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Validation of helical computed tomography for suspected pulmonary embolism: a near miss?

Division of General Internal Medicine, Department of Internal Medicine, Geneva Faculty of Medicine and Geneva University Hospital, Geneva, Switerland.
Journal of Thrombosis and Haemostasis (Impact Factor: 5.55). 02/2005; 3(1):14-6. DOI: 10.1111/j.1538-7836.2004.01073.x
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    ABSTRACT: Objective.  To determine the utility of high quantitative D-dimer levels in the diagnosis of pulmonary embolism.Methods.  D-dimer testing was performed in consecutive patients with suspected pulmonary embolism. We included patients with suspected pulmonary embolism with a high risk for venous thromboembolism, i.e. hospitalized patients, patients older than 80 years, with malignancy or previous surgery. Presence of pulmonary embolism was based on a diagnostic management strategy using a clinical decision rule (CDR), D-dimer testing and computed tomography.Results.  A total of 1515 patients were included with an overall pulmonary embolism prevalence of 21%. The pulmonary embolism prevalence was strongly associated with the height of the D-dimer level, and increased fourfold with D-dimer levels greater than 4000 ng mL−1 compared to levels between 500 and 1000 ng mL−1. Patients with D-dimer levels higher than 2000 ng mL−1 and an unlikely CDR had a pulmonary embolism prevalence of 36%. This prevalence is comparable to the pulmonary embolism likely CDR group. When D-dimer levels were above 4000 ng mL−1, the observed pulmonary embolism prevalence was very high, independent of CDR score.Conclusion.  Strongly elevated D-dimer levels substantially increase the likelihood of pulmonary embolism. Whether this should translate into more intensive diagnostic and therapeutic measures in patients with high D-dimer levels irrespective of CDR remains to be studied.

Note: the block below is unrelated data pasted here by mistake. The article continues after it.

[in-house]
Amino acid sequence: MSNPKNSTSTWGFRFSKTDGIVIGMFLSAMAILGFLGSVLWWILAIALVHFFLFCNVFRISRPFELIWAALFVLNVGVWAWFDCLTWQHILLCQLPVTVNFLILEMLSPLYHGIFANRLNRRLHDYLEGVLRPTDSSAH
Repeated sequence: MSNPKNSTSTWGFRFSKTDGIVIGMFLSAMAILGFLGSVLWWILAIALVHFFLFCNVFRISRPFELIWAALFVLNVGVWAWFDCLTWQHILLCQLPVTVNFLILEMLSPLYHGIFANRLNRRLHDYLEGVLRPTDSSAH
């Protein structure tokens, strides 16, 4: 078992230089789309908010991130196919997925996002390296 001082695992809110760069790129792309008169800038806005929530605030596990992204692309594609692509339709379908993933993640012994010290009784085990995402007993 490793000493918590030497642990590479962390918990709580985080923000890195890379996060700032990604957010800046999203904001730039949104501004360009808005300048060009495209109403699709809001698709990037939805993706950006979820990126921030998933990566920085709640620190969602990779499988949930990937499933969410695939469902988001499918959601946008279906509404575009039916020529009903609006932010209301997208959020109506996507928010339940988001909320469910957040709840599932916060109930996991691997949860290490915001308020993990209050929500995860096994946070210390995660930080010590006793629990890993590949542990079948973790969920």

Journal of Internal Medicine 07/2008; 264(2):195 - 200. DOI:10.1111/j.1365-2796.2008.01972.x · 5.79 Impact Factor
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    ABSTRACT: Objective. To determine the utility of high quantitative D-dimer levels in the diagnosis of pulmonary embolism. Methods. D-dimer testing was performed in consecutive patients with suspected pulmonary embolism. We included patients with suspected pulmonary embolism with a high risk for venous thromboembolism, i.e. hospitalized patients, patients older than 80 years, with malignancy or previous surgery. Presence of pulmonary embolism was based on a diagnostic management strategy using a clinical decision rule (CDR), D-dimer testing and computed tomography. Results. A total of 1515 patients were included with an overall pulmonary embolism prevalence of 21%. The pulmonary embolism prevalence was strongly associated with the height of the D-dimer level, and increased fourfold with D-dimer levels greater than 4000 ng mL(-1) compared to levels between 500 and 1000 ng mL(-1). Patients with D-dimer levels higher than 2000 ng mL(-1) and an unlikely CDR had a pulmonary embolism prevalence of 36%. This prevalence is comparable to the pulmonary embolism likely CDR group. When D-dimer levels were above 4000 ng mL(-1), the observed pulmonary embolism prevalence was very high, independent of CDR score. Conclusion. Strongly elevated D-dimer levels substantially increase the likelihood of pulmonary embolism. Whether this should translate into more intensive diagnostic and therapeutic measures in patients with high D-dimer levels irrespective of CDR remains to be studied.